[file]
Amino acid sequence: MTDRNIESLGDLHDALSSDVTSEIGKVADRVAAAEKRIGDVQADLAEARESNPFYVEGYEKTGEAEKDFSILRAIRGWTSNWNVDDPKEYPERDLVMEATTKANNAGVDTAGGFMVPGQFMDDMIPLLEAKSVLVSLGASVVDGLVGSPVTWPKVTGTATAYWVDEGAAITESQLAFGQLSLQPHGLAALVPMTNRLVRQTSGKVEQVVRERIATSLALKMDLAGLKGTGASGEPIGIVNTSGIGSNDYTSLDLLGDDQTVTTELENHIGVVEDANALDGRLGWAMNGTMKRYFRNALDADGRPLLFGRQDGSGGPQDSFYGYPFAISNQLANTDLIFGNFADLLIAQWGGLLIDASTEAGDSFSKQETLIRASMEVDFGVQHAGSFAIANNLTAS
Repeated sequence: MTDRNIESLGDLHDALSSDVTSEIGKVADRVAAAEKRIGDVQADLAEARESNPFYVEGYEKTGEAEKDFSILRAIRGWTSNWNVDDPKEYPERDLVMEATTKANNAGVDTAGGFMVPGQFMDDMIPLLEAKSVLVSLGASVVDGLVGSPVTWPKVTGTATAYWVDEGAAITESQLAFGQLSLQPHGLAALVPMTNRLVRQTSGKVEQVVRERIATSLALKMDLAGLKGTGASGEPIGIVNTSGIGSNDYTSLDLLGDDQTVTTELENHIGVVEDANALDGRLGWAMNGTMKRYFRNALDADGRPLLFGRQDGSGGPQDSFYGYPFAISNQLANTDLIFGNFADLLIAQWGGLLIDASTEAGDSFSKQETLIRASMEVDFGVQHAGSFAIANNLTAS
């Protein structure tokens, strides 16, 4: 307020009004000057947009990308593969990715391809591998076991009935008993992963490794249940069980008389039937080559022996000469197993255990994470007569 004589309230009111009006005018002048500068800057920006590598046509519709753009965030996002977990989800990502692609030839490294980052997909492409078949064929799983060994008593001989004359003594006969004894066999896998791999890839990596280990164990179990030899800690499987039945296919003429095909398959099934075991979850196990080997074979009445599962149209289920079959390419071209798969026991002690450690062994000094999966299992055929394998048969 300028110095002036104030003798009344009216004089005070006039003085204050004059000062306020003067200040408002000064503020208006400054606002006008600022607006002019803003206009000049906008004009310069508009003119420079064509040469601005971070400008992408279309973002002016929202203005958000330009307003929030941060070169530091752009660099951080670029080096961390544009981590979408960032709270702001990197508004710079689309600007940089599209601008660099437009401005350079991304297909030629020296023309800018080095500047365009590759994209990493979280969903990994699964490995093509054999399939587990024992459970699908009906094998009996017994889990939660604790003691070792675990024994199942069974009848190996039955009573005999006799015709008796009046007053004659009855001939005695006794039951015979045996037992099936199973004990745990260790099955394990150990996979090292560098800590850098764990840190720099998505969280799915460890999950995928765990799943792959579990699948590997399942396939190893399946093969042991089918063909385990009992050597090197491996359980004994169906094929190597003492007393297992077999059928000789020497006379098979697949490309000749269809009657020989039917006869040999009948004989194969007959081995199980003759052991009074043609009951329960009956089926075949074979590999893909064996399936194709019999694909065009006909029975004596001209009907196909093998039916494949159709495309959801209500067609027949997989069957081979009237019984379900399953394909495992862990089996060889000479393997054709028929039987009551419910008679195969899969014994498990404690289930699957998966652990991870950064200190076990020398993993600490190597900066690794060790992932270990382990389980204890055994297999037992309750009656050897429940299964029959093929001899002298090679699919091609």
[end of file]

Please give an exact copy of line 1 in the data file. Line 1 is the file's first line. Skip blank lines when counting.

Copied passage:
Amino acid sequence: MTDRNIESLGDLHDALSSDVTSEIGKVADRVAAAEKRIGDVQADLAEARESNPFYVEGYEKTGEAEKDFSILRAIRGWTSNWNVDDPKEYPERDLVMEATTKANNAGVDTAGGFMVPGQFMDDMIPLLEAKSVLVSLGASVVDGLVGSPVTWPKVTGTATAYWVDEGAAITESQLAFGQLSLQPHGLAALVPMTNRLVRQTSGKVEQVVRERIATSLALKMDLAGLKGTGASGEPIGIVNTSGIGSNDYTSLDLLGDDQTVTTELENHIGVVEDANALDGRLGWAMNGTMKRYFRNALDADGRPLLFGRQDGSGGPQDSFYGYPFAISNQLANTDLIFGNFADLLIAQWGGLLIDASTEAGDSFSKQETLIRASMEVDFGVQHAGSFAIANNLTAS